The brain’s thinking speed is fast, and the brain processing information so rapidly is what makes us capable of witty quips or life-saving, knee-jerk reactions. How long does it take for the brain to process information? It travels at the speed of a Maglev train -- about 268 mph, which is faster than a Formula 1 race car. Activities like reading are ways of directly downloading information into the brain. The brain’s superhighway is made up of 400 miles of capillaries (among other ingredients) that carry all that oxygen (via blood) to different regions.
You Don’t Recall Events, You Recall Memories.
When you remember something that happened, you aren’t actually recalling the event -- your brain is recalling your last accessed memory of that event. Each time you remember something, you are creating a copy of a copy, part of why our memories are much less reliable than we would like it to be.
Each time you access memories, your brain is essentially recreating it, and that’s why details might change (was her shirt blue...or green?). Despite these changes, we strengthen a memory each time we recall it, a way of reinforcing its place in our minds. And, each time we engage in memory recall our brain creates new neural pathways.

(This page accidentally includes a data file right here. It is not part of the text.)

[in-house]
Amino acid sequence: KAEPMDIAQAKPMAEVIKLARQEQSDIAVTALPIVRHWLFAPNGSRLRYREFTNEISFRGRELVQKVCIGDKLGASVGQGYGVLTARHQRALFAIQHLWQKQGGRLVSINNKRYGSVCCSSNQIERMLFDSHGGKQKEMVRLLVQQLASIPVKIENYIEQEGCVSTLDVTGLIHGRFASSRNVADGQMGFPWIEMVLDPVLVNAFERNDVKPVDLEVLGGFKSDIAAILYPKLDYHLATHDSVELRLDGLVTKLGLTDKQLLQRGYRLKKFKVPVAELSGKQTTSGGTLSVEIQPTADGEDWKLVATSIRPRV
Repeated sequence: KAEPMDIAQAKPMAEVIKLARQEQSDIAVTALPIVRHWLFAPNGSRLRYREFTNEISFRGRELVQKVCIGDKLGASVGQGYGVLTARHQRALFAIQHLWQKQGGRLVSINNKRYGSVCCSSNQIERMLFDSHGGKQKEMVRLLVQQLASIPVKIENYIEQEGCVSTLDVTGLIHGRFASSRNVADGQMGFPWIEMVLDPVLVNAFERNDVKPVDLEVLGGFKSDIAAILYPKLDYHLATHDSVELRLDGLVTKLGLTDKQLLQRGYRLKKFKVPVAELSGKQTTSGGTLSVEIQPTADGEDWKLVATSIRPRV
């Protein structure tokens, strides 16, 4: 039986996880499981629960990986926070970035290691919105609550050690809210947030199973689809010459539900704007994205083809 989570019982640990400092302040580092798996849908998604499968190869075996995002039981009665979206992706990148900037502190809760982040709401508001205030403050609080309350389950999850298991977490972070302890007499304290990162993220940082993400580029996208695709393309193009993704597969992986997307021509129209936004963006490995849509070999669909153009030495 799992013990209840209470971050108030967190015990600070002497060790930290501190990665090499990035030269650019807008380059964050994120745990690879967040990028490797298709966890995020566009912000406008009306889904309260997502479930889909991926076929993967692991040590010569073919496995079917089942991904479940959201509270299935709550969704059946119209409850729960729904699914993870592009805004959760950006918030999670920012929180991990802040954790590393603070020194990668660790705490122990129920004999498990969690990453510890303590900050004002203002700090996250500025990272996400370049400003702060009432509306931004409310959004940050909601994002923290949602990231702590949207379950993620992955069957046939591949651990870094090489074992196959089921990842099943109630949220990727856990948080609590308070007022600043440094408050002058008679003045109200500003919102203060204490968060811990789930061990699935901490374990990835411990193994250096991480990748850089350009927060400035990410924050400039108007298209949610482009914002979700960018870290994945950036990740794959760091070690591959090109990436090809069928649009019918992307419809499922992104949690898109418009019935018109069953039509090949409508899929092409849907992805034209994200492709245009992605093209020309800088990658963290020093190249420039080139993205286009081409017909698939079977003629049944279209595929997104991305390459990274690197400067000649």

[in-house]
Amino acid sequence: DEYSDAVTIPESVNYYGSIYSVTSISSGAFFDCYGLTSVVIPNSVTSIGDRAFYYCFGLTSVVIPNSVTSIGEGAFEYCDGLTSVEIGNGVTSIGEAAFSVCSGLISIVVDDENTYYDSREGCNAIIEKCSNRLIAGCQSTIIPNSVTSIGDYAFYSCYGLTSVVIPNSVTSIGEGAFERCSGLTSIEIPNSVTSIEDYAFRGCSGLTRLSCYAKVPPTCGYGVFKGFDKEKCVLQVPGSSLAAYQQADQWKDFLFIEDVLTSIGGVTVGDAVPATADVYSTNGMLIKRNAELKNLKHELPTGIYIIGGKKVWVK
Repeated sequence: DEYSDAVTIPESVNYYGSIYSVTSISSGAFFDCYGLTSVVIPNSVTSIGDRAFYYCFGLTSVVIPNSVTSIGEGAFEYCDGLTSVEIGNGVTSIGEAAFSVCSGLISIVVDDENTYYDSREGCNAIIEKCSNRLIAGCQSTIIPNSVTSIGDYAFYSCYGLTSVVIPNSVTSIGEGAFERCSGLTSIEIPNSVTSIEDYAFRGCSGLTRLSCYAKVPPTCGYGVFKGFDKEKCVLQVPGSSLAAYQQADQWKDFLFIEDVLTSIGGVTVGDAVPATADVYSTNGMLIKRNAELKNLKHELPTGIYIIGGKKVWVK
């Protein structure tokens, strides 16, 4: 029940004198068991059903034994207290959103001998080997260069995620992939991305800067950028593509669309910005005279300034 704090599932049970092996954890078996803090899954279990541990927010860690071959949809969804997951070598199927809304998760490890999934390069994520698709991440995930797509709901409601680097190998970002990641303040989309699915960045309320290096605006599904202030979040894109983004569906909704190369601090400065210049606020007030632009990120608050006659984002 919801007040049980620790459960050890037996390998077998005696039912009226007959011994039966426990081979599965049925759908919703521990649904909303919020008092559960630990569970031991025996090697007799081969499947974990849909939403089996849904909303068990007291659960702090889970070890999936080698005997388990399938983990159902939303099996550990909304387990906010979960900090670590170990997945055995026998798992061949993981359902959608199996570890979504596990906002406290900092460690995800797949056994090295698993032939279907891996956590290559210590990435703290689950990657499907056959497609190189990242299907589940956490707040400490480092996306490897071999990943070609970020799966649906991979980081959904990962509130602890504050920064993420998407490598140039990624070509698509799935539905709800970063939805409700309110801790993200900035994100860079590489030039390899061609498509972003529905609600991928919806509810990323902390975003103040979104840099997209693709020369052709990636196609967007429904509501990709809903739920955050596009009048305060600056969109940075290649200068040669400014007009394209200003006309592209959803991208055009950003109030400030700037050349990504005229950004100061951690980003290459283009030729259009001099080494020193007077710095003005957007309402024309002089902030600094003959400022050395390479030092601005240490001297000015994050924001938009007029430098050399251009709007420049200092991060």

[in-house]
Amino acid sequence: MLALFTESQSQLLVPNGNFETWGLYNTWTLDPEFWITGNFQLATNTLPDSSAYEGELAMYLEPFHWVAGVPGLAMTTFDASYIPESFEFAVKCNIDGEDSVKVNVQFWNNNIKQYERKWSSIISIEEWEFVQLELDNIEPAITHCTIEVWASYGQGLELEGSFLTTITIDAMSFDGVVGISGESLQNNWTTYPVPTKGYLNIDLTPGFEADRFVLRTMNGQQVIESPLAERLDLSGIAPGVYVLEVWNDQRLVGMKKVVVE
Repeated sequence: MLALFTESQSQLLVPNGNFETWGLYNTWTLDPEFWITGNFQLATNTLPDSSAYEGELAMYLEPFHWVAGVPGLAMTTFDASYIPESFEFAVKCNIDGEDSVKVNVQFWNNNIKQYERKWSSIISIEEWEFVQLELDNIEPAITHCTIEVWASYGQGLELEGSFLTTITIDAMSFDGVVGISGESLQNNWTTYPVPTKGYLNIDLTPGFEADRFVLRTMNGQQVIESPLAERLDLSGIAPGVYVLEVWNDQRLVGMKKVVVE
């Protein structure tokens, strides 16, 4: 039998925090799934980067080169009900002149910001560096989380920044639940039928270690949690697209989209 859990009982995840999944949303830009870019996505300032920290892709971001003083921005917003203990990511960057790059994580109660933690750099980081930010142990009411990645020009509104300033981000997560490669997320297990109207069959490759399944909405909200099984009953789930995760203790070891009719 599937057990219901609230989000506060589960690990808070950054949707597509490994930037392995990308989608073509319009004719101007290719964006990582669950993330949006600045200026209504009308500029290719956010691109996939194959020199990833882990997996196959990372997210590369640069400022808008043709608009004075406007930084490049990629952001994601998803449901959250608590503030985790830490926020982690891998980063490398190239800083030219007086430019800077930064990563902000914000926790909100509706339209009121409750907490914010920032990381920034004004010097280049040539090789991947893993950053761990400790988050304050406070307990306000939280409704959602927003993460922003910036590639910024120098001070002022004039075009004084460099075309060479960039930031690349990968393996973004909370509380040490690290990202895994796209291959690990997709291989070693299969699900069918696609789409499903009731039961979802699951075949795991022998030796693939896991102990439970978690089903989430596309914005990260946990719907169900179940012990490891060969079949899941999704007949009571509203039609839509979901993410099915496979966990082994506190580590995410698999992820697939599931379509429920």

#15: You Can Lose Half a Brain And Be OK.
So maybe the definition of “OK” might differ for some of us, but for the most part, we can go about our day with half a brain. Removing half the brain, surgically, is called a hemispherectomy (and no, it’s not common). Usually this procedure is meant to treat those who suffer from severe seizure disorders. How losing half your brain would affect you depends on the person; you’d likely retain your personality but may lose some cognitive function. A recent study that followed six patients who had undergone hemispherectomies as children found that their cognitive abilities were fine -- and they had all the same neural networks as complete brains.
This fascinating fact has nothing to do with the myth that we only use 10% of our brains. We use our entire brains, but because no single area is dominant -- and since the brain is capable of creating new pathways -- the organ enjoys more flexibility than, say, our lungs.
Outside of hemispherectomies, scientists have sought to answer, “Can you live with half a brain?”.So far, the answer is “yes”: they recently dove into a recorded case of a woman missing her entire cerebellum -- she is living a perfectly normal life (aside from some clumsiness).